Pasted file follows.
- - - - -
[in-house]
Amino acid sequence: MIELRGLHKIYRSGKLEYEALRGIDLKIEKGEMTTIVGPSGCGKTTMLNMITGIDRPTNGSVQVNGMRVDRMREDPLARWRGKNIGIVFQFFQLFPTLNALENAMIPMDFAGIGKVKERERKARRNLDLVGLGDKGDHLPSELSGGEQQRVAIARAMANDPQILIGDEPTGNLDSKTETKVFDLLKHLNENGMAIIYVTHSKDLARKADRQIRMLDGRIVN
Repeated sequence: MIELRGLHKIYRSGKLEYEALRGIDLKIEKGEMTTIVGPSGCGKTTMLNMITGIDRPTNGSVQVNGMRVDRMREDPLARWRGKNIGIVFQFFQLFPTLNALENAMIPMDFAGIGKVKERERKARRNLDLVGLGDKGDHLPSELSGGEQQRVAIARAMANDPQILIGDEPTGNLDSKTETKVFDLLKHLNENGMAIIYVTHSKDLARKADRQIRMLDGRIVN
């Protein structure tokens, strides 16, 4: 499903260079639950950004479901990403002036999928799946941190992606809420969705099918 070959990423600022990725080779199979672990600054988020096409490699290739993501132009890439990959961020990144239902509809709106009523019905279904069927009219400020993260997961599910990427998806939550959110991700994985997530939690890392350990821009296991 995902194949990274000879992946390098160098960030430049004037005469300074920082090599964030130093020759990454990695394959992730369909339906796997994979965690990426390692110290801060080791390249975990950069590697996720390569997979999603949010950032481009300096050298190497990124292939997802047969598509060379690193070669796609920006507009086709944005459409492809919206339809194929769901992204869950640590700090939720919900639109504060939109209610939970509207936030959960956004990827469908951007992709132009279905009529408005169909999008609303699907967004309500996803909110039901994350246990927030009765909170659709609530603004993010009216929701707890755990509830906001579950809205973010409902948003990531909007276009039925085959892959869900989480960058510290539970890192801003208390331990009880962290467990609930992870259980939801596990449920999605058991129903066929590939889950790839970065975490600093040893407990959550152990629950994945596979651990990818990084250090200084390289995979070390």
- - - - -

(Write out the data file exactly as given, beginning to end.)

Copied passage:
[in-house]
Amino acid sequence: MIELRGLHKIYRSGKLEYEALRGIDLKIEKGEMTTIVGPSGCGKTTMLNMITGIDRPTNGSVQVNGMRVDRMREDPLARWRGKNIGIVFQFFQLFPTLNALENAMIPMDFAGIGKVKERERKARRNLDLVGLGDKGDHLPSELSGGEQQRVAIARAMANDPQILIGDEPTGNLDSKTETKVFDLLKHLNENGMAIIYVTHSKDLARKADRQIRMLDGRIVN
Repeated sequence: MIELRGLHKIYRSGKLEYEALRGIDLKIEKGEMTTIVGPSGCGKTTMLNMITGIDRPTNGSVQVNGMRVDRMREDPLARWRGKNIGIVFQFFQLFPTLNALENAMIPMDFAGIGKVKERERKARRNLDLVGLGDKGDHLPSELSGGEQQRVAIARAMANDPQILIGDEPTGNLDSKTETKVFDLLKHLNENGMAIIYVTHSKDLARKADRQIRMLDGRIVN
């Protein structure tokens, strides 16, 4: 499903260079639950950004479901990403002036999928799946941190992606809420969705099918 070959990423600022990725080779199979672990600054988020096409490699290739993501132009890439990959961020990144239902509809709106009523019905279904069927009219400020993260997961599910990427998806939550959110991700994985997530939690890392350990821009296991 995902194949990274000879992946390098160098960030430049004037005469300074920082090599964030130093020759990454990695394959992730369909339906796997994979965690990426390692110290801060080791390249975990950069590697996720390569997979999603949010950032481009300096050298190497990124292939997802047969598509060379690193070669796609920006507009086709944005459409492809919206339809194929769901992204869950640590700090939720919900639109504060939109209610939970509207936030959960956004990827469908951007992709132009279905009529408005169909999008609303699907967004309500996803909110039901994350246990927030009765909170659709609530603004993010009216929701707890755990509830906001579950809205973010409902948003990531909007276009039925085959892959869900989480960058510290539970890192801003208390331990009880962290467990609930992870259980939801596990449920999605058991129903066929590939889950790839970065975490600093040893407990959550152990629950994945596979651990990818990084250090200084390289995979070390």